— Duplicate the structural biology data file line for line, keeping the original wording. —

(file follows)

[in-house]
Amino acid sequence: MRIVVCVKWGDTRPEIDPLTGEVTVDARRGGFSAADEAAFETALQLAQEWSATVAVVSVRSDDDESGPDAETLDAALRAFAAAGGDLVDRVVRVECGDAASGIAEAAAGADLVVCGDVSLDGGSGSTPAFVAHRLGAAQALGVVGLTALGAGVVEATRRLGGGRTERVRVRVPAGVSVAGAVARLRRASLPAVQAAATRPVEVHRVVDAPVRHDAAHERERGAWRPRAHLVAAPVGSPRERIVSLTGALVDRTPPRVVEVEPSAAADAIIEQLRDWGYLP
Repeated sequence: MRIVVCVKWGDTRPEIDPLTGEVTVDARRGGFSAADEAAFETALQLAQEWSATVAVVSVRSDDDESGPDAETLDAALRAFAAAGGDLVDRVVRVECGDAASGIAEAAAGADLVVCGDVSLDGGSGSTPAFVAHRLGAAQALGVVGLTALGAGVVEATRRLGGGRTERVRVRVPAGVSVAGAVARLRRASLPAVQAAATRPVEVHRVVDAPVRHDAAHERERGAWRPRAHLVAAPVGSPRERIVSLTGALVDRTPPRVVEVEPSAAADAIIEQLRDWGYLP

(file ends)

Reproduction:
[in-house]
Amino acid sequence: MRIVVCVKWGDTRPEIDPLTGEVTVDARRGGFSAADEAAFETALQLAQEWSATVAVVSVRSDDDESGPDAETLDAALRAFAAAGGDLVDRVVRVECGDAASGIAEAAAGADLVVCGDVSLDGGSGSTPAFVAHRLGAAQALGVVGLTALGAGVVEATRRLGGGRTERVRVRVPAGVSVAGAVARLRRASLPAVQAAATRPVEVHRVVDAPVRHDAAHERERGAWRPRAHLVAAPVGSPRERIVSLTGALVDRTPPRVVEVEPSAAADAIIEQLRDWGYLP
Repeated sequence: MRIVVCVKWGDTRPEIDPLTGEVTVDARRGGFSAADEAAFETALQLAQEWSATVAVVSVRSDDDESGPDAETLDAALRAFAAAGGDLVDRVVRVECGDAASGIAEAAAGADLVVCGDVSLDGGSGSTPAFVAHRLGAAQALGVVGLTALGAGVVEATRRLGGGRTERVRVRVPAGVSVAGAVARLRRASLPAVQAAATRPVEVHRVVDAPVRHDAAHERERGAWRPRAHLVAAPVGSPRERIVSLTGALVDRTPPRVVEVEPSAAADAIIEQLRDWGYLP